Although the acquisition of basic knowledge and skills is important, there is an even greater need to assure students have a conceptual understanding of mathematical concepts. At the elementary level, Ramsey aims to foster number sense and the relationships and structures of numbers. Students utilize a variety of resources to support a well-rounded mathematics education and build a deep understanding of concepts. Not only do students demonstrate their understanding through short-answer and open-ended questions, but they also have the opportunity to apply their knowledge, skills, and understanding in real-world, authentic contexts. Students will use the 21st Century Skills they have been learning to attack and solve performance tasks. They have the opportunity to verbalize and share their thoughts and strategies and gain insights from their classmates. Assessment is daily and ongoing, which allows teachers to monitor student progress and implement appropriate interventions and extensions.
The goal of the K-5 Social Studies Program is to provide young students with the experiences and foundational knowledge they need to become active and responsible citizens of their community, country and world.
The K-3 curriculum follows a clear developmental progression in an effort to build this understanding. In Kindergarten, the curriculum focuses on developing students’ sense of self and their relationship to others around them. In Grade 1, students expand their worldview from their community to their country. In Grade 2 they move from studying their country to their world, and in Grade 3 they spend the year exploring global citizenship. At each grade level, units are centered around developing students’ understanding of geography, economics, history, culture, civics, government, and human rights.
By Grade 4, students take on the role of economists, historians and social scientists as they analyze the significance of the field of social studies and embark on their first official study of United States History (Grade 4) and Ancient Civilizations (Grade 5).
In order to effectively engage in issues important to their community, country and world, students need to be able to read, write and think deeply. They also need to be able to transfer their understanding to situations that happened the past or that may be happening around them. Therefore, where possible and appropriate, Social Studies units, concepts, texts, and methods of instruction are integrated with Balanced Literacy units. This is most clearly seen in Grades 4 and 5, where English Language Arts and Social Studies are taught in a Humanities block. Here, the goal for instruction is for it to be as integrated as possible between the disciplines and Reading, Writing, and Social Studies units are intentionally aligned around one big idea/theme and a few essential questions.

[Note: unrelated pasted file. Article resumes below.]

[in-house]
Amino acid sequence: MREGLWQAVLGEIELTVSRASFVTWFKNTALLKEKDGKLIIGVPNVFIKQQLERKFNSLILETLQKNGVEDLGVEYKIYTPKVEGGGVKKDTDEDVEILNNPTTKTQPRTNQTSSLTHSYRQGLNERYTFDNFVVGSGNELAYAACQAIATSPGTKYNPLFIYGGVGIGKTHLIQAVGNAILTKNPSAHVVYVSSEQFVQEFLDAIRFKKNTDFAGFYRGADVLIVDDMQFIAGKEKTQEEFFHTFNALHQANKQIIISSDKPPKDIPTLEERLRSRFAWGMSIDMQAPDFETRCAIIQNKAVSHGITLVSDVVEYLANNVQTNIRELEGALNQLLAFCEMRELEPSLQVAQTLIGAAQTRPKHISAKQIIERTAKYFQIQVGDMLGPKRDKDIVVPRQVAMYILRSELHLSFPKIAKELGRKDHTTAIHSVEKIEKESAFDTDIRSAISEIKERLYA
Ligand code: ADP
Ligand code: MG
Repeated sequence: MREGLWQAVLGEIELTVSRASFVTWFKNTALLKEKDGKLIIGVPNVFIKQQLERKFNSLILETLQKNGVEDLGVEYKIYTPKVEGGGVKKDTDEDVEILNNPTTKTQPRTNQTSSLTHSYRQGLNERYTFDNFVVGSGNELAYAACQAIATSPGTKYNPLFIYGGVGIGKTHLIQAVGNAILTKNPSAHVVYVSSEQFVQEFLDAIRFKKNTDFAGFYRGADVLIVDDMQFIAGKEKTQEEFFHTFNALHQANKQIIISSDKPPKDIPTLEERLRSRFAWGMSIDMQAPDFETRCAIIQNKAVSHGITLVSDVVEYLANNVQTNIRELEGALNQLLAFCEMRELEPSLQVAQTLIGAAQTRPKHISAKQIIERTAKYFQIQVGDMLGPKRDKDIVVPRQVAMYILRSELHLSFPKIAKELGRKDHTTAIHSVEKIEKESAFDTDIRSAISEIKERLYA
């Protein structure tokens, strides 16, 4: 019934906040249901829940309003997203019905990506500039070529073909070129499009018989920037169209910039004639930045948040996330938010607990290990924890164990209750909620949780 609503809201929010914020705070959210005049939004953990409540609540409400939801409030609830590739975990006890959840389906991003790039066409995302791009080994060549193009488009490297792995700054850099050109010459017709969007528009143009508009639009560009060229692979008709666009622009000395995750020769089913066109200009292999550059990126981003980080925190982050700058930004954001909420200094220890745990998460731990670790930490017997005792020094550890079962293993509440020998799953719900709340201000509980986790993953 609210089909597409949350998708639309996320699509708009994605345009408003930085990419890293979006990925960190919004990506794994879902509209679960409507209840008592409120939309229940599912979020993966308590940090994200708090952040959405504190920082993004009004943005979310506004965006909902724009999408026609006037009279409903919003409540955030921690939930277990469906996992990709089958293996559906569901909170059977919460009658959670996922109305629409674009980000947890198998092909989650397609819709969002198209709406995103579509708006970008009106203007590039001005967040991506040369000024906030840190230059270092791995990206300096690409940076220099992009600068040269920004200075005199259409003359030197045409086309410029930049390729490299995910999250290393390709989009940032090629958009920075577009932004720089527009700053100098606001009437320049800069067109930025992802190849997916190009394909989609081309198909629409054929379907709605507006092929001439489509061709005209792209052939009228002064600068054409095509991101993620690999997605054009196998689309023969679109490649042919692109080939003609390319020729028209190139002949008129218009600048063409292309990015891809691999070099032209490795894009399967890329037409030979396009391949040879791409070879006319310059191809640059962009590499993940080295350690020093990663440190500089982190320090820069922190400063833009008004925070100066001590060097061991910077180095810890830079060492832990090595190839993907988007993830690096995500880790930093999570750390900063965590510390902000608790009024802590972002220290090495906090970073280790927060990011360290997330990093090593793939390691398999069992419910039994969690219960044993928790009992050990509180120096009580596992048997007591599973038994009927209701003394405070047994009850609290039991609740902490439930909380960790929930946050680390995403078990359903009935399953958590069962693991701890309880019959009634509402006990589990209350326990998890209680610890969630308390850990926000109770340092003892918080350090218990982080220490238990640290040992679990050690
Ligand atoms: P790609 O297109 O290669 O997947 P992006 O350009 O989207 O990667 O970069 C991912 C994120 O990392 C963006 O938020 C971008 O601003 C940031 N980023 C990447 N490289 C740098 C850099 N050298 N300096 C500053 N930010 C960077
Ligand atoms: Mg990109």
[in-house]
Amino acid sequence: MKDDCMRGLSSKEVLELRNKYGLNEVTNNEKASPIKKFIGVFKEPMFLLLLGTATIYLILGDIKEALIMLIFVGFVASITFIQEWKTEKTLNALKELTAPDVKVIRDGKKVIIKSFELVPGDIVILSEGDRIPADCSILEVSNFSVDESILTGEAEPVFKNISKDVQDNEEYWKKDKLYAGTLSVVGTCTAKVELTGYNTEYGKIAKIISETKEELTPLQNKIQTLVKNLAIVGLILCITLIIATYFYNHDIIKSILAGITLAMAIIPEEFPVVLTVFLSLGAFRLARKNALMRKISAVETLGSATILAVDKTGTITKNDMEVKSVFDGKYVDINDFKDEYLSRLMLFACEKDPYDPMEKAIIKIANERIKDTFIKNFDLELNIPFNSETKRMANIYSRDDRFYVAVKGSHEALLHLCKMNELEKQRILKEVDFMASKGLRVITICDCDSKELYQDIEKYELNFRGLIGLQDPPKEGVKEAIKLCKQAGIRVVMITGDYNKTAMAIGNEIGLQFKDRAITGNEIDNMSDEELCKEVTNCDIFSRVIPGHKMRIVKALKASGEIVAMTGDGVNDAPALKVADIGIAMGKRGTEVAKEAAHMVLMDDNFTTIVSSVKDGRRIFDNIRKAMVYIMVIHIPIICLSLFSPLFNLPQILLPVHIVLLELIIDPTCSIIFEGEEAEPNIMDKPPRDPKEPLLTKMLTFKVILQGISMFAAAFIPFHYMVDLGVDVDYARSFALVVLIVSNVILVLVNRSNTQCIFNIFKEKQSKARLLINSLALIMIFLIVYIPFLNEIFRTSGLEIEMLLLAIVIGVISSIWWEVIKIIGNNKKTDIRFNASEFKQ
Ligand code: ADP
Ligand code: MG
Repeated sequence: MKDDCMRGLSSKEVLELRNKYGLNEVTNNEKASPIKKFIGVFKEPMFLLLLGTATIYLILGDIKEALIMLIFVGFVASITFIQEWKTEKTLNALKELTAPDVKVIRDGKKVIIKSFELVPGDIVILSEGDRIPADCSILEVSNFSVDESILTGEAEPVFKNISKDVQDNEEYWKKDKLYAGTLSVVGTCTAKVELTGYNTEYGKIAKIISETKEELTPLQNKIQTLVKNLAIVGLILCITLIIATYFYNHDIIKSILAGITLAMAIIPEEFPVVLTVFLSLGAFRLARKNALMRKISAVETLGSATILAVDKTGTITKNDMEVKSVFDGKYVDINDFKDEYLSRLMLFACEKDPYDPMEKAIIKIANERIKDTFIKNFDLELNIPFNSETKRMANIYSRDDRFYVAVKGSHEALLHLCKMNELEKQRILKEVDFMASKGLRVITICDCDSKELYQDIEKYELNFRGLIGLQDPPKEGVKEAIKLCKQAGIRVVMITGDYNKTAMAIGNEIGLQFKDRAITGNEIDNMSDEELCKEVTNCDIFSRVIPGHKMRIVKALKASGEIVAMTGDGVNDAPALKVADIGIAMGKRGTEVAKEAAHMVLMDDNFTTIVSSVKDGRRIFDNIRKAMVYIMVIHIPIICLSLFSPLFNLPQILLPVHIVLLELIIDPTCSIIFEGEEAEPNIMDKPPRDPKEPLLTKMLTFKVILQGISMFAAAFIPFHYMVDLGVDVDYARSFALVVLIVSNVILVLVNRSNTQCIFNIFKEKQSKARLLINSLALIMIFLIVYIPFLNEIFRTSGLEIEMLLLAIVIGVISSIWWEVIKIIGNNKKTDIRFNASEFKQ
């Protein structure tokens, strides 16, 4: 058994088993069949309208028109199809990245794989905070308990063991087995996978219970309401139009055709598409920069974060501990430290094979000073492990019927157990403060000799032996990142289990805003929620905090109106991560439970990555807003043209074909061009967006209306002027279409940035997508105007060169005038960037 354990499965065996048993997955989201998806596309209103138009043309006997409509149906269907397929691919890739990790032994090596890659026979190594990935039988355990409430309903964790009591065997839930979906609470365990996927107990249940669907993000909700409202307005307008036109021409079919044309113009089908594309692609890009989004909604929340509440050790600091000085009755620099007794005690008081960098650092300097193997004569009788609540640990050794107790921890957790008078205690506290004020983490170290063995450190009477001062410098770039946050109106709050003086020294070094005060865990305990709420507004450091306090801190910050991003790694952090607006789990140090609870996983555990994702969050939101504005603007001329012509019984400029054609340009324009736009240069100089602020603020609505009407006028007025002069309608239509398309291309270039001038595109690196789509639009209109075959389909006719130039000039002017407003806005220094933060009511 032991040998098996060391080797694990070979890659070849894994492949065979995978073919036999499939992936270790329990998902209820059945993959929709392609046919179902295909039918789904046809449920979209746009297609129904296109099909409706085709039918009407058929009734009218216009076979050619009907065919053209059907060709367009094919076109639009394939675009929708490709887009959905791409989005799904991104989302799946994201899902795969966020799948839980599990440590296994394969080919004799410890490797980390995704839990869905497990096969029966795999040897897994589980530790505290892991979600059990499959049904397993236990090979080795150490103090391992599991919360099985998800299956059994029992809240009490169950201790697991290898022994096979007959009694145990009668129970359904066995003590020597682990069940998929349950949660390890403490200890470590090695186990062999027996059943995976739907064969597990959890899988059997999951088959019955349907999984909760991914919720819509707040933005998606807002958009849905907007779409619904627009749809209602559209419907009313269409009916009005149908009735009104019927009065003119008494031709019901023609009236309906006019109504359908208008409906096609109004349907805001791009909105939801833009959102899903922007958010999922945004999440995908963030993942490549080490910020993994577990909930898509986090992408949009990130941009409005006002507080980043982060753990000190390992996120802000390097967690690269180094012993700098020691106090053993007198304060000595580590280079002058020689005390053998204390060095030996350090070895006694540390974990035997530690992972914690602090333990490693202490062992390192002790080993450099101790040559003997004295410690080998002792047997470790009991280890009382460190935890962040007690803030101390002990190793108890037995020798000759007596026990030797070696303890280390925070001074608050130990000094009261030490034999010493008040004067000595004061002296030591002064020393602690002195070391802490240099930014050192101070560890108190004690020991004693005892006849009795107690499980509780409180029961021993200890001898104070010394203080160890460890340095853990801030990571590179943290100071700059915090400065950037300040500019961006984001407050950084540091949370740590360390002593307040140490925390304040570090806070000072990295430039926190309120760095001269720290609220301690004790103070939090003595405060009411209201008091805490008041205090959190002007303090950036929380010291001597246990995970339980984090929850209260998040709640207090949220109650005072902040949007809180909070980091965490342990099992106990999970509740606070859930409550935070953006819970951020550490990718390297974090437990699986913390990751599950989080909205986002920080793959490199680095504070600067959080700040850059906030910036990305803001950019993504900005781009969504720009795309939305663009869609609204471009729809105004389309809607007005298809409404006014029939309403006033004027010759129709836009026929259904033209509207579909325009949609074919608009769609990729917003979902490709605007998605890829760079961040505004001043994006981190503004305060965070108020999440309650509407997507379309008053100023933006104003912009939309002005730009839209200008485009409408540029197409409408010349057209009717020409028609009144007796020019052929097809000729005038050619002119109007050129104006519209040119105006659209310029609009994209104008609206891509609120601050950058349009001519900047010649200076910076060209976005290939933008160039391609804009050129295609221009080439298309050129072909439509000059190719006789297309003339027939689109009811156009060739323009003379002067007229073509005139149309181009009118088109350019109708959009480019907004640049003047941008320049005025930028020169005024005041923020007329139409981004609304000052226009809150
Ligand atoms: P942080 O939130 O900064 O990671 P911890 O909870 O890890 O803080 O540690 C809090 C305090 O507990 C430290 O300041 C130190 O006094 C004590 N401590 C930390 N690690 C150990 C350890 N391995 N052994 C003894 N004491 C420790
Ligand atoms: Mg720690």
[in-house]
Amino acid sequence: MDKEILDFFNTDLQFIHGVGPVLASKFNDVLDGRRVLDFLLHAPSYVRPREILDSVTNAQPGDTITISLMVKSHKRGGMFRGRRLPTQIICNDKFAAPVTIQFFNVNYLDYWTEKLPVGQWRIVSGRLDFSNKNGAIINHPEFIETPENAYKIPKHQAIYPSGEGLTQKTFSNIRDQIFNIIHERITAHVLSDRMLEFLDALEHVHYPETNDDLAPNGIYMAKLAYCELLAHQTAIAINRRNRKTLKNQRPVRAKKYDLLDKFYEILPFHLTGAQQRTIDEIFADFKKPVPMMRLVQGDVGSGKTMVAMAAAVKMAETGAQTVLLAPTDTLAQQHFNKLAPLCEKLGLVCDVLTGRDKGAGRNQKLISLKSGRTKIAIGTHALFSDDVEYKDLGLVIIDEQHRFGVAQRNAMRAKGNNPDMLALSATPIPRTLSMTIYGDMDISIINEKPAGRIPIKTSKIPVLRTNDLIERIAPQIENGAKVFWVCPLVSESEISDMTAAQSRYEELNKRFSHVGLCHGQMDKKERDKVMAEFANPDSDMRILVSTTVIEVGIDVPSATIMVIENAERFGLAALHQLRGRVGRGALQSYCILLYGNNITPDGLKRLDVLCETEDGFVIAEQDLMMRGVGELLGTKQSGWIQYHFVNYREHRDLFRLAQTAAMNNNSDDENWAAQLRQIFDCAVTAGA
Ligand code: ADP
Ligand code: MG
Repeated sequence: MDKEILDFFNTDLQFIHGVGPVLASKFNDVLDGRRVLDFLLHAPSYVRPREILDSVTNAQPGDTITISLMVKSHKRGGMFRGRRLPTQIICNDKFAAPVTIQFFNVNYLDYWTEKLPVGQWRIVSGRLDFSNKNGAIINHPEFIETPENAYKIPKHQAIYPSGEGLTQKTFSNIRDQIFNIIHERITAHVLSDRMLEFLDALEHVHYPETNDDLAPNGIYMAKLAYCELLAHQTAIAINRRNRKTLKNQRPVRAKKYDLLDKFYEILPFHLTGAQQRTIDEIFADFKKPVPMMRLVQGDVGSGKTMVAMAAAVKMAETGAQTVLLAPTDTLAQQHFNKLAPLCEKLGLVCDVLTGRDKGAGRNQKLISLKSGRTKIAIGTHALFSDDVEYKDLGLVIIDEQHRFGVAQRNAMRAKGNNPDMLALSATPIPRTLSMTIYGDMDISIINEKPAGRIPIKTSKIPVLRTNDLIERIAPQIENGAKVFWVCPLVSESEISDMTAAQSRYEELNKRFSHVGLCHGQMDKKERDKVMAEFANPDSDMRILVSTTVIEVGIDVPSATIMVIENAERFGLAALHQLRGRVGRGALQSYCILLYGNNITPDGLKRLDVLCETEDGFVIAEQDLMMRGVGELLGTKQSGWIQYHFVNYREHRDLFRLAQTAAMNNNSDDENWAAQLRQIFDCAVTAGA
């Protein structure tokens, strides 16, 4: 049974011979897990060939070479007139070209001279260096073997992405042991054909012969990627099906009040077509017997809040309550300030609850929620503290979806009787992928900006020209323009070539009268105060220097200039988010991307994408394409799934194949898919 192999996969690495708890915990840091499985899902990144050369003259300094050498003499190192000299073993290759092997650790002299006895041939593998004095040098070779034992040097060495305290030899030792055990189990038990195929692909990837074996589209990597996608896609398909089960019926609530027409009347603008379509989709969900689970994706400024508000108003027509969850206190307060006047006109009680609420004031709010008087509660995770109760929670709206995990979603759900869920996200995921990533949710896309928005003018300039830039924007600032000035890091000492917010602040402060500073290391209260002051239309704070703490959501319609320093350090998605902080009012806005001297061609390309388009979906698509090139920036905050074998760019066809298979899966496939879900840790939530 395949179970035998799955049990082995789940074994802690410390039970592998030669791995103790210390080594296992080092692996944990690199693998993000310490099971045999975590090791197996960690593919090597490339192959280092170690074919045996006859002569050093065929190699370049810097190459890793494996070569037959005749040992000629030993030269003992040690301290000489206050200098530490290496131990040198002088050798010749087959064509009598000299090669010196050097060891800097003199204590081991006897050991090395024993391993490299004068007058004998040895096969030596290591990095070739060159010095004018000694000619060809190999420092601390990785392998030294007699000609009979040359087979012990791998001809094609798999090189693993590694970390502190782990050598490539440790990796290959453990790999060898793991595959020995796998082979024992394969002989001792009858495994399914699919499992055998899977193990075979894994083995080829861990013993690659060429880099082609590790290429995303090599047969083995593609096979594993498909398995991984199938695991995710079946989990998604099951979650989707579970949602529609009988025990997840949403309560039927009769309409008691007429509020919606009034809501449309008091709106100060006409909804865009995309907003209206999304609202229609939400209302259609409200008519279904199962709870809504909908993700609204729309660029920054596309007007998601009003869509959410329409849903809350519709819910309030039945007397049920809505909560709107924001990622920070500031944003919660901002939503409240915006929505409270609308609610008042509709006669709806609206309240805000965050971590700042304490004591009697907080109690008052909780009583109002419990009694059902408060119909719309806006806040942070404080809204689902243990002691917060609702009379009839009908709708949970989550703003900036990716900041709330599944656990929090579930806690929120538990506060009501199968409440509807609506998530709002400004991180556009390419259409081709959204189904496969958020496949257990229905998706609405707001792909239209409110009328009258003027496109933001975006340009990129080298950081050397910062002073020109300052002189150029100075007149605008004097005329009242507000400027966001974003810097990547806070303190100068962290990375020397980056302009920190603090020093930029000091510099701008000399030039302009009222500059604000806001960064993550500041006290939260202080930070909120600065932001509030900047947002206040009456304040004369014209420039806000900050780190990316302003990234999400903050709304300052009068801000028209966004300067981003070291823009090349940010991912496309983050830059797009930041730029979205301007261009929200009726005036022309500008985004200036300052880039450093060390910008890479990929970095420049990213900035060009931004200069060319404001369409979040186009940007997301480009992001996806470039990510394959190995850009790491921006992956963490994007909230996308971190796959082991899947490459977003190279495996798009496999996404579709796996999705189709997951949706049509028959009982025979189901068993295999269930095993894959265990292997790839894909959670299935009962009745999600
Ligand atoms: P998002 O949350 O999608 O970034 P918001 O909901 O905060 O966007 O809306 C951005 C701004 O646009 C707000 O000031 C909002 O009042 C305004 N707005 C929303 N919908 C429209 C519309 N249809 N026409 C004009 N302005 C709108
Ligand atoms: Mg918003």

Science is a way of knowing that requires empirical evidence to support reasoning. It is human nature to be curious and curiosity motivates an individual to seek understanding and reason. Science education aims to leverage this natural human emotion to help students learn explanations for natural phenomena.
The K-5 Science Curriculum provides learning experience to build student confidence in doing, talking, and writing about science. Emphasis is placed on having students make sense of the world around them and developing each child's capacity to look closely, design and conduct valid experiments, record data using an organized method, examine data for patterns, and communicate scientific explanations supported by evidence. The science classroom is characterized by active and collaborative learning. The inclusion of informational texts as read alouds or independent reading supports students' acquisition of knowledge and can showcase the explanatory power of the big ideas in life science, physical science, and earth and space science. Engineering design tasks are incorporated into the K-5 units of study. These tasks challenge students to transfer their understanding of a science concept to the design of a solution and engage students in an iterative process of improvement.